However, the governments of Jersey and Guernsey where many of the firms taking advantage have distribution facilities, have attempted to pin the blame for these companies’ demise on music downloads, supermarkets, or the general shrinking of the CD market. An article in a Guernsey newspaper last week claimed that the islands were a target of convenience when the real problem lay elsewhere. The Guernsey government makes its claims downplaying the consequences of the avoidance trade in a document entitled “Setting the record straight.” RAVAS, and many other interested parties, have been unable to obtain a copy but are aware of the arguments it contains. “I think they must have been embarrassed to publish it,” says Allen. “All of its claims are so easily disproven, it looks like a deliberate attempt to obfuscate a very clear issue: if one business has to charge VAT and another does not, the VAT-avoiding business will put the VAT-paying one out of business for reasons totally unconnected to the quality of its products. That creates a distortion of competition that is bad for the economy. End of story.”

In a comprehensive rebuttal document entitled Change the Record: How the Channel Islands Governments deliberately downplay the effects of the exploitation of LVCR via the Channel Islands, RAVAS has dismantled all of the misleading claims and arguments put forward to justify the abuse of LVCR. Allen summarises: “Downloads are still marginal in the albums market, where most of the independents were operating, and in fact when most of the independents went out of business downloads accounted for only 4.29% of the albums market. Supermarkets have been in the business for 15 to 20 years and not changed their position much since 2005, when all the problems with LVCR started; they also serve a different demographic. As for the general shrinking of the CD market, the rate at which independents have been going out of business is totally disproportionate to that. The fact is that there is a double distortion. First, online sales of CDs have increased their share at a rate disproportionate to the gains they were making before. They went from 11.6% in 2006 to 29.6% in 2009. Second, while this would have benefited businesses like mine – a pure online operation – if it had been the result of natural organic growth, what actually happened is that almost all of the onshore online retailers of CDs have gone out of business, because 96% of online CD sales now come from the Channel Islands, where providers don’t have to charge VAT and hence get the gift of a 20% price advantage.”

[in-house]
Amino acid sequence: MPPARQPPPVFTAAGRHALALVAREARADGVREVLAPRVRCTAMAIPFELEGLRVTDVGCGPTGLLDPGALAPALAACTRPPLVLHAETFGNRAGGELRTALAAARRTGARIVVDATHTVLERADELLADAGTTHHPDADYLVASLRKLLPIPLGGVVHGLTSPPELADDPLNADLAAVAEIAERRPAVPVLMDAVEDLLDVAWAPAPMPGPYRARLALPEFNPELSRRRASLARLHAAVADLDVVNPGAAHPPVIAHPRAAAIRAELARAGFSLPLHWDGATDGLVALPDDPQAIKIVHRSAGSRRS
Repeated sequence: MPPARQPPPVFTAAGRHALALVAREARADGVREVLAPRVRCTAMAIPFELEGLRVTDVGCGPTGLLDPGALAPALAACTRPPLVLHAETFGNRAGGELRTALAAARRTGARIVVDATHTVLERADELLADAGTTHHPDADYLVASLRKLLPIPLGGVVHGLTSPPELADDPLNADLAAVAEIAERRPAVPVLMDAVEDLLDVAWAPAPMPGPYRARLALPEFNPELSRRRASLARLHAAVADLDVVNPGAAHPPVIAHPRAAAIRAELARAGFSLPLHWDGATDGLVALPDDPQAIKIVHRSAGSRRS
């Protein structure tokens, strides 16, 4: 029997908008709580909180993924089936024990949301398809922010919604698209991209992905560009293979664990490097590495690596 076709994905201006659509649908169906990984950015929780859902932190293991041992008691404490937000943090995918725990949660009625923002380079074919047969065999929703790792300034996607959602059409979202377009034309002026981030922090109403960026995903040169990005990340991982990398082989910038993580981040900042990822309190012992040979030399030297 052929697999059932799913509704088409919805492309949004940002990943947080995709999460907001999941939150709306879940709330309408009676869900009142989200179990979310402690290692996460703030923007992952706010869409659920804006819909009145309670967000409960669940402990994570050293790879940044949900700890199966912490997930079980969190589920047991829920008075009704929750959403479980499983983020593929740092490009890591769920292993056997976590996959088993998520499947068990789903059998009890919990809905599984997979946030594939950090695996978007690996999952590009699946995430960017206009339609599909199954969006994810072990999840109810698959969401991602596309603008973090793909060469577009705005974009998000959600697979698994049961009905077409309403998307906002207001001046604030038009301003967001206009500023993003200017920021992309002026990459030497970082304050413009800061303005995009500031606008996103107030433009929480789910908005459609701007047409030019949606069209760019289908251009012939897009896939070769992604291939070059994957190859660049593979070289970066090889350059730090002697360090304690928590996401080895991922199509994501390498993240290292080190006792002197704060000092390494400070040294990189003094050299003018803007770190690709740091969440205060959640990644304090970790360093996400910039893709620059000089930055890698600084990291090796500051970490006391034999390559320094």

Allen points to the opinion of Matt Moulding, CEO of thehut.com, a fast-growing provider of offshore fulfilment services. He told the Guardian in March 2009: “Everybody does it…If you aren’t offshore you couldn’t possibly compete. Your cost price would be above what people would be retailing at.”

RAVAS believes that the Guernsey government’s motivations are very transparent. “It is clear why they are saying this,” says Allen. “There are many jobs in Guernsey now tied to the LVCR trade, even if the Guernsey government’s figure of 600 might be an exaggeration.” However, I think in the long run this labour could be put to more productive use. What really is the economic value add of an immoral tax avoidance trade? In the short run, if the UK government closes this down it will recoup somewhere between £130m and £200m in lost VAT. I wouldn’t be against this being used to help the Channel Islands economies readjust. In the long run they are better off not being dependent on this trade.”

“Despite all of the attempted obfuscations both by the Guernsey government and by the people from whom HMRC has sought its advice – offshore tax consultants with a vested interest in seeing the trade continue – this is really very simple. LVCR was never intended for this. At the end of the day even my 11-year-old daughter can see why a 20% price disadvantage is fatal. No amount of explanation or discussion will justify it. It’s just plain wrong.”